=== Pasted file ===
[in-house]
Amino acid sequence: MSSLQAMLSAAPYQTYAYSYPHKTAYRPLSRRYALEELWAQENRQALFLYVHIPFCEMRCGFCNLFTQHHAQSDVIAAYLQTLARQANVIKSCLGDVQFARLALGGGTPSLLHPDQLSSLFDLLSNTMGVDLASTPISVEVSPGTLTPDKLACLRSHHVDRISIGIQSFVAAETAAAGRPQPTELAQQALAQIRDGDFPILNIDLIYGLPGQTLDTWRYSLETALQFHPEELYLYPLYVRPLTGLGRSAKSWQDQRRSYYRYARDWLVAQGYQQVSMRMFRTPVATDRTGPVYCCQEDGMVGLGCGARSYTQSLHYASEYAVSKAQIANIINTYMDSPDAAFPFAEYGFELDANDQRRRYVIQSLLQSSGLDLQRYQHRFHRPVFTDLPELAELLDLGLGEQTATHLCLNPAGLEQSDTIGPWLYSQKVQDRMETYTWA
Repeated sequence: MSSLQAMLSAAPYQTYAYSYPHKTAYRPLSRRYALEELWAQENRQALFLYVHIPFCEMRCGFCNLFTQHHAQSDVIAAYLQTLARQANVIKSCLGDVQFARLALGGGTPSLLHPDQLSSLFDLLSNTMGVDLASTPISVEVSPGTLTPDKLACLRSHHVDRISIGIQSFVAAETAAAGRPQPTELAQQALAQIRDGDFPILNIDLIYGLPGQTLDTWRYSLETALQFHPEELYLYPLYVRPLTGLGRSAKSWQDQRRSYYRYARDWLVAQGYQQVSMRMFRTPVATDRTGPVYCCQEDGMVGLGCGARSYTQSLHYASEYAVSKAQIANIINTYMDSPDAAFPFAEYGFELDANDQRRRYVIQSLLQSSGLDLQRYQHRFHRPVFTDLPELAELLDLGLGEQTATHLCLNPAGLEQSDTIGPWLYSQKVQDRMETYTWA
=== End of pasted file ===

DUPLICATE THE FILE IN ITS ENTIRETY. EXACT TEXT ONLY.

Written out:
[in-house]
Amino acid sequence: MSSLQAMLSAAPYQTYAYSYPHKTAYRPLSRRYALEELWAQENRQALFLYVHIPFCEMRCGFCNLFTQHHAQSDVIAAYLQTLARQANVIKSCLGDVQFARLALGGGTPSLLHPDQLSSLFDLLSNTMGVDLASTPISVEVSPGTLTPDKLACLRSHHVDRISIGIQSFVAAETAAAGRPQPTELAQQALAQIRDGDFPILNIDLIYGLPGQTLDTWRYSLETALQFHPEELYLYPLYVRPLTGLGRSAKSWQDQRRSYYRYARDWLVAQGYQQVSMRMFRTPVATDRTGPVYCCQEDGMVGLGCGARSYTQSLHYASEYAVSKAQIANIINTYMDSPDAAFPFAEYGFELDANDQRRRYVIQSLLQSSGLDLQRYQHRFHRPVFTDLPELAELLDLGLGEQTATHLCLNPAGLEQSDTIGPWLYSQKVQDRMETYTWA
Repeated sequence: MSSLQAMLSAAPYQTYAYSYPHKTAYRPLSRRYALEELWAQENRQALFLYVHIPFCEMRCGFCNLFTQHHAQSDVIAAYLQTLARQANVIKSCLGDVQFARLALGGGTPSLLHPDQLSSLFDLLSNTMGVDLASTPISVEVSPGTLTPDKLACLRSHHVDRISIGIQSFVAAETAAAGRPQPTELAQQALAQIRDGDFPILNIDLIYGLPGQTLDTWRYSLETALQFHPEELYLYPLYVRPLTGLGRSAKSWQDQRRSYYRYARDWLVAQGYQQVSMRMFRTPVATDRTGPVYCCQEDGMVGLGCGARSYTQSLHYASEYAVSKAQIANIINTYMDSPDAAFPFAEYGFELDANDQRRRYVIQSLLQSSGLDLQRYQHRFHRPVFTDLPELAELLDLGLGEQTATHLCLNPAGLEQSDTIGPWLYSQKVQDRMETYTWA